NORFOLK, Va. (WAVY) — A former Norfolk police lieutenant spoke with NewsNation affiliate WAVY about his continued fight for answers after he was fired this past spring. William “Bill” Kelly had a 19-year career in law enforcement, but it only took about four days for him to lose it.
It was last April when the City of Norfolk learned about Kelly’s donation to the Kyle Rittenhouse legal defense fund. Rittenhouse was charged after killing two men and wounding a third at an anti-racism protest in Kenosha, Wisconsin in August 2020. He was acquitted on all charges Nov. 19.
Watch the full interview with Bill Kelly in the video player above.
Kelly, who served as the executive officer of NPD’s internal affairs division, made an anonymous donation to Rittenhouse’s defense fund in September 2020. However, Kelly used his city-issued email address, the Guardian newspaper initially reported.
“I donated $25, off-duty, of my own money, and I gave some words of encouragement. I didn’t think much of it. I continued on with my life and several months later I got a phone call. Somebody had told me that people were calling the police department complaining about my donation,” Kelly said.
The donation from Kelly included the comment, “God bless. Thank you for your courage. Keep your head up. You’ve done nothing wrong” and “Every rank and file police officer supports you. Don’t be discouraged by actions of the political class of law enforcement leadership.”
After pressure was applied by the community, city leaders fired him.
Now, in the wake of Rittenhouse’s acquittal, supporters of Kelly are pushing for a reversal of the decision to let him go and asking for the Norfolk Police Department to give him his job back.
A Virginia senator was one of them.
“I felt like, I was like, a sacrificial lamb. Like they were willing to discard me in an effort to make the pressure from certain parts of the public go away,” Kelly said.
Norfolk police Chief Larry Boone filed a recommendation to relieve Kelly of his duty. City Manager Chip Filer accepted it.
“I have reviewed the results of the internal investigation involving Lt. William Kelly,” Filer explained in an April statement. “Chief Larry Boone and I have concluded Lt. Kelly’s actions are in violation of City and departmental policies. His egregious comments erode the trust between the Norfolk Police Department and those they are sworn to serve. The City of Norfolk has a standard of behavior for all employees, and we will hold staff accountable.”
“A police department cannot do its job when the public loses trust with those whose duty is to serve and protect them,” Boone said, following the decision to remove Kelly from his position. “We do not want perceptions of any individual officer to undermine the relations between the Norfolk Police Department and the community.”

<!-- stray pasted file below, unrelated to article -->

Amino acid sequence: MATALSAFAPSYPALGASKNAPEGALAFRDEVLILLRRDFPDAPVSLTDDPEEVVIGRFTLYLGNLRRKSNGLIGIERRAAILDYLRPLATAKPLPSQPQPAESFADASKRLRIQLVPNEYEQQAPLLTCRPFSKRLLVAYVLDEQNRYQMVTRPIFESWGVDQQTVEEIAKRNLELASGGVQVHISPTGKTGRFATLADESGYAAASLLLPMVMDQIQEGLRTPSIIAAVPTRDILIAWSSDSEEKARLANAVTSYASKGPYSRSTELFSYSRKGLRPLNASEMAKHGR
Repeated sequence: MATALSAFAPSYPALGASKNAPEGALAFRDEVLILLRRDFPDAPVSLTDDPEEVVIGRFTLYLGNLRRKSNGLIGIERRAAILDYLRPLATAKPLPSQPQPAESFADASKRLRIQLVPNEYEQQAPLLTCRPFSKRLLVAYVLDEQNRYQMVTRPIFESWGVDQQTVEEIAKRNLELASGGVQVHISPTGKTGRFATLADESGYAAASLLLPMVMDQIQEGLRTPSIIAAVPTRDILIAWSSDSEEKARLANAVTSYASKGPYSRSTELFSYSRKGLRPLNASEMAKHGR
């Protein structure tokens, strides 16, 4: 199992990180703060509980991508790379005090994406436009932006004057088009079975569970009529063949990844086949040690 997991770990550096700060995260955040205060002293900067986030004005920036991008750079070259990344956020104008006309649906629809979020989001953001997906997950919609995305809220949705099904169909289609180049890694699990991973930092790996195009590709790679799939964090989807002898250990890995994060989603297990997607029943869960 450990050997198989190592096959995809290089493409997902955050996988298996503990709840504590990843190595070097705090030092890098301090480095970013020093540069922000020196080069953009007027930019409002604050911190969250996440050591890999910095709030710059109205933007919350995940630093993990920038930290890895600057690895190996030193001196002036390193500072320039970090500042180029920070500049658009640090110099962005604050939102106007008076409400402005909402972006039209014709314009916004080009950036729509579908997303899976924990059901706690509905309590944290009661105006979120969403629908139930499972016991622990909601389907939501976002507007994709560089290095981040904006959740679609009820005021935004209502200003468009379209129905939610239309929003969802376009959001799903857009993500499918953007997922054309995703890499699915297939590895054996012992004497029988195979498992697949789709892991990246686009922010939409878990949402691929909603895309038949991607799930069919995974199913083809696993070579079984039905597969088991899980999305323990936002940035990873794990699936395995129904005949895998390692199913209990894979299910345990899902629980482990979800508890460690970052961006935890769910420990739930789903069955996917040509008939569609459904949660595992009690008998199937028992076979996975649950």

Boone ended his statement by asking community members to continue supporting the officers of the department.
NewsNation affiliate WAVY reached out to Norfolk officials for an updated statement following Rittenhouse’s acquittal, but was told it was a personnel matter and they would not be providing a statement.
As a law enforcement veteran, Kelly said he used his experience and videos seen on the internet to make his judgments on the incident.
“He may have been there unwisely, but he didn’t seem like he was there for malice and having watched the video, I thought that it was a pretty clear-cut case of self-defense,” Kelly said.
He continued: “I’m a 19-year veteran of the Norfolk Police Department. I spent time in violent crime, including homicide, and I’ve seen cases where people make claims of self-defense. I’m familiar with the laws here in Virginia, and the statutory laws, and the case law nationwide. So that helps form my opinion, but again, that’s just my personal opinion.”
A month after Kelly’s firing, a Wisconsin jury agreed with his belief that it was self-defense. Rittenhouse was acquitted of all charges stemming from that August night in Kenosha.
The city said Kelly’s removal was to gain the public’s trust, but Kelly hints they may have lost some of the department’s trust in the process. He claims former colleagues deleted their social media altogether.
Kelly also said he received death threats against himself and his family.
“It was a person talking about how police wouldn’t take the lives of citizens seriously until them and their family started being killed,” Kelly added. “So, I had to have a different conversation with my kids, but it all worked out in the end.”
At the end of the day, Kelly believes the Norfolk Police Department, despite what’s happened, is a great department. He’s still hoping that by appealing their decision, he’ll get his chance to wear the badge again.
“I think if the city were to give my case another look, if they were to review the facts in a neutral, detached, unemotional way of thinking, I think they would come to the conclusion that what I did is a First Amendment right. Every American has the right to make comments like that and make donations to causes that they support. The fact that I’m a police officer doesn’t deprive me of that right.”
Kelly and his attorney hope a hearing will be scheduled soon for late January.